This leaflet has followed the others into the recycling box (think Green, kids. Always recycle!). I don't believe VAG, DVSA or anyone else can force the update to be done, which is why they word it as an "upgrade" rather than the more truthful "downgrade". The software change appears to ruin fuel economy if you see before/after tales from drivers that have had it done, by virtue of it triggering DPF regenerations far more often (which just injects more fuel in to raise temperatures). Previously these weren't needed, as the shite just fell out the back.
I dunno - do you think Sainsburys is still upper class? Surely that's Ocado and Waitrose these days.
I shop at Sainsburys, because they're free and easy with the money off. So far this year I've gained £180 in my Nectar account (I cleared it out on the last Christmas shop) and they've been sending me £9 and £12 off vouchers every week without fail for two months now. Also I quite like their self-scanning app.
I also shop in Argos, because cheap and easy and very little human contact so nobody's trying to sell you warranties or upsell to the next model. Yes Tesco with your store-in-store PC World, I'm looking at you.
I'd say there's very little to choose between their demographic.
I worked at Maplin for a couple of years whilst at uni - Saturdays and Sundays, back when Sunday trading was quite unusual in many cities. I think we were one of the only places to open, leading to a day of standing around playing loud music messing around with toys and gadgets - and occasionally doing a massive refund on DJ equipment that someone had bought the day before, used for a party and returned.
Anyway, back in 1998/1999 it was very much hobbyist. You'd get the old geezers in with their hand-written shopping list, two sides of A4 perhaps with rows and rows of components that barely break £10 at the till. "Can I have a 470 ohm 10W resistor please?". You scurry off to the racks, knowing exactly where they are, bring back 5p worth of component and put it in a bag. "Thanks. Can I have a 10 micro-farad electrolytic 63 volt capacitor please?" You scurry off, and off, and off for the next hour - but the customers were happy.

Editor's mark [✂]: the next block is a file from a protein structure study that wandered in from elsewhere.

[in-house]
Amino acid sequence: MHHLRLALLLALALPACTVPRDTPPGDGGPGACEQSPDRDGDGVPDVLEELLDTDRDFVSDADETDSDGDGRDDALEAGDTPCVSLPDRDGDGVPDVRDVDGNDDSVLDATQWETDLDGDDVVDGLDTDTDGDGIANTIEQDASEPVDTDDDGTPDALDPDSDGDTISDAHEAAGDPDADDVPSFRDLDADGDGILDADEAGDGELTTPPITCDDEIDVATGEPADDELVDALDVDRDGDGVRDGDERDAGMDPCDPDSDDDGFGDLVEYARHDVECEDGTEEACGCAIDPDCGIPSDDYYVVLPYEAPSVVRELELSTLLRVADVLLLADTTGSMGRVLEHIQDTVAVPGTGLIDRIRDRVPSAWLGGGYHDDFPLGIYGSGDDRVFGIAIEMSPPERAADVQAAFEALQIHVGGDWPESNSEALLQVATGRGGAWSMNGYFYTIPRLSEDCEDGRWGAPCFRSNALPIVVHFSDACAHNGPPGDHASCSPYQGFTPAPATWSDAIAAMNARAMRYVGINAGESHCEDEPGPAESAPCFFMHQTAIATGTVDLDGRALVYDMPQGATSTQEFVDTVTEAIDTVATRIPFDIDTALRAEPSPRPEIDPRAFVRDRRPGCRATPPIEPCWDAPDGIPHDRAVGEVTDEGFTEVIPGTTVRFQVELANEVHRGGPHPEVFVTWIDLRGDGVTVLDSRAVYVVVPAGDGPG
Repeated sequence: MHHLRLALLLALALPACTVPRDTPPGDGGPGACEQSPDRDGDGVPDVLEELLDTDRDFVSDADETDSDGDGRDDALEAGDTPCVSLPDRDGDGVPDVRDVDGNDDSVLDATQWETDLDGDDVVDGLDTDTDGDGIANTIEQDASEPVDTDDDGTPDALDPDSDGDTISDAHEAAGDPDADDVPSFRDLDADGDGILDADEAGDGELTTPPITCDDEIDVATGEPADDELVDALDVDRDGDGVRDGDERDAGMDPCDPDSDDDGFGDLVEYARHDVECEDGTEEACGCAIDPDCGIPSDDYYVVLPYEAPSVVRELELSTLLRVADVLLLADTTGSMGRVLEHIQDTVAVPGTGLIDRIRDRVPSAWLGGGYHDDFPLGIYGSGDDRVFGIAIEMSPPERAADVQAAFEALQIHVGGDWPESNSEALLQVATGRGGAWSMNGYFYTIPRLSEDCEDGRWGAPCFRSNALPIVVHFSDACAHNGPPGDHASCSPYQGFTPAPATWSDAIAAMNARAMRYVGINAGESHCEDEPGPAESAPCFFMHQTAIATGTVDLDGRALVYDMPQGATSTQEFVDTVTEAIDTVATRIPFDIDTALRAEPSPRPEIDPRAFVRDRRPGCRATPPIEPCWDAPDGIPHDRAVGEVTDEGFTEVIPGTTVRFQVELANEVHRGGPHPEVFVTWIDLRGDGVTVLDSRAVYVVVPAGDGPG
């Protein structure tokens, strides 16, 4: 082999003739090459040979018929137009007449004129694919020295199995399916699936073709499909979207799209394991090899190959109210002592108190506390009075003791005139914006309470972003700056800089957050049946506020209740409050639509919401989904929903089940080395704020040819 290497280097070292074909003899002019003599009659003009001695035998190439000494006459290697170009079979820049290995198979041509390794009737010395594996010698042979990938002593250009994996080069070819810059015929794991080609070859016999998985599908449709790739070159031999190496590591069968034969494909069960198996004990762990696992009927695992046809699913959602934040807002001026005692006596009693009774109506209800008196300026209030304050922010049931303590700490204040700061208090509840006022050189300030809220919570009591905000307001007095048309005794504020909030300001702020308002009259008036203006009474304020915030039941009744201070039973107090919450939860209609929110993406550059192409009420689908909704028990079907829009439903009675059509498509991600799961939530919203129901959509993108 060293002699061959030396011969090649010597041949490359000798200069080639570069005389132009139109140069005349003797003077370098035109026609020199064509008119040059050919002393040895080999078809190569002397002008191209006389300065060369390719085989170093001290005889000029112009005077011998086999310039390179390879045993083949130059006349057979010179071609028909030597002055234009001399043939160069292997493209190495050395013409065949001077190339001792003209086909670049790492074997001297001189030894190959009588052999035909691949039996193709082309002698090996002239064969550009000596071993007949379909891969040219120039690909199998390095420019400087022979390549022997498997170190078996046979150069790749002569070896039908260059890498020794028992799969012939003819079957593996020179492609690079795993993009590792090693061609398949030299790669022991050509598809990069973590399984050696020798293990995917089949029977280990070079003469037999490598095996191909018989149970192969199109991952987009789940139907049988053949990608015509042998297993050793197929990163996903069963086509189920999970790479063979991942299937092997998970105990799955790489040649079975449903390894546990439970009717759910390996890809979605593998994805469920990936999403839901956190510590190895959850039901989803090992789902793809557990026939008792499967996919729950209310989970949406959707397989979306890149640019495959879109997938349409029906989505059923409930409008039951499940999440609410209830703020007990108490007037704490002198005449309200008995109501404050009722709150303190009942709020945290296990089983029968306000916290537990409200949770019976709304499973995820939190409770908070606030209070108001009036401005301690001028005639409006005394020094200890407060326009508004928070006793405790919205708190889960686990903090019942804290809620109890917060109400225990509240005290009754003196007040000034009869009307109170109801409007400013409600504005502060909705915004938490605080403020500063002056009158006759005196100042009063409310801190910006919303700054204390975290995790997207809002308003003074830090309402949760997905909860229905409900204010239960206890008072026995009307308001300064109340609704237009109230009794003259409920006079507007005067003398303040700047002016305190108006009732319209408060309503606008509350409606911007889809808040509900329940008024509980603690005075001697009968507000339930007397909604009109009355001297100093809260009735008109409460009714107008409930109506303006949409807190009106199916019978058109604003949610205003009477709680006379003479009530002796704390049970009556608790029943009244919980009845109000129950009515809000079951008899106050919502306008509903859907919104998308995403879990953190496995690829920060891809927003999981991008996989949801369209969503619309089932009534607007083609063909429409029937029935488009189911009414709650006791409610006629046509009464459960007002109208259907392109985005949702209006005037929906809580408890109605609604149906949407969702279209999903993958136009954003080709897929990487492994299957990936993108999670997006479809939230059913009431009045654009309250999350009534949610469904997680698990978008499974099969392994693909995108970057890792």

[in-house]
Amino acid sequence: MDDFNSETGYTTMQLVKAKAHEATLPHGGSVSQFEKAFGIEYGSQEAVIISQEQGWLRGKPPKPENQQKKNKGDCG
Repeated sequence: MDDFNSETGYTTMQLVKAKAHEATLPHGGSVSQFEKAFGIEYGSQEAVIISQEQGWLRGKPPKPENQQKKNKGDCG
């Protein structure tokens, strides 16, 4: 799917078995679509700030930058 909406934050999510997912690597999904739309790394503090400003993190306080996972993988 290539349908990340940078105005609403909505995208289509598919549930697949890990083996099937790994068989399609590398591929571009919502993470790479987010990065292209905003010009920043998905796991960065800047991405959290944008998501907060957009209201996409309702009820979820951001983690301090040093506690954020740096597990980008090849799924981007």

We'd make cables upstairs, nothing amazing just stuff like SCART to RCA, or DIN leads. We'd even take in computers to fix up - sometimes not even needing any parts to mend - as we were all about the customer service. It did depend on how pleasant the customer was though as that was totally off the record.
Back then it didn't seem to be all about profit. We had targets, but they were easily met even without selling some night vision or a Garmin GPS thingie. We were given a harder time by the boss if customers left grumpy, than if they hadn't spend hundreds of pounds.
I got a transfer to a different store when I left uni, as a full-time member of staff. I think the annual salary at 40 hours a week was £7500 or something in 2000. I never turned up, I went to work in a call centre instead for 60% more money. From then every time I went in there were less components and "things" and more plastic tat. Only last month I went in for a microswitch to build a little kit.... special order only. When I was there, a stock check would take 12 hours of 10-12 people, mostly counting components. I reckon two people could do it in a morning now, they stock almost nothing behind the counter.
Sadly, now this case is "over" they'll have time and money to spend on some other ridiculous attention-seeking case, designed to raise awareness of PETA only. They're bullies, they hide behind cute fluffy animals (often with a stun gun to bump them off when they're no longer needed) knowing full well you'd be branded a heartless monster if you took them to task for their actions. "But.... but.... look at it's eyes! It's so cute! Now abandon your legal business model selling animal products otherwise we'll trash the place"
Last month, they campaigned for the new Dr Who to be vegan as they felt that it is a more suitable stance for the Dr to take on the environment. I really hope they're staffed entirely by volunteers as if someone was paid to come up with that rubbish, the world is an unjust place.
It's not really a copy of an S8 - the Galaxy doesn't have the screen either side of the camera, if you're thinking purely aesthetically. It's also not got the S8's Bixby button, but will have two cameras on the rear instead of one. Also differences in fingerprint sensor.
So we're back to "they copied me, waaah, it's a rectangle with rounded corners and a screen on it". There's far closer clones to the iPhone X such as most Huawei devices. Essentially (ha! there's another one....) unless you go out of your way to deliberately look different - perhaps by making a round phone, then it's going to look enough like something else for people to notice.
Also, you pay too much for cars. Last cheap roadworthy car I bought cost less than a Moto E.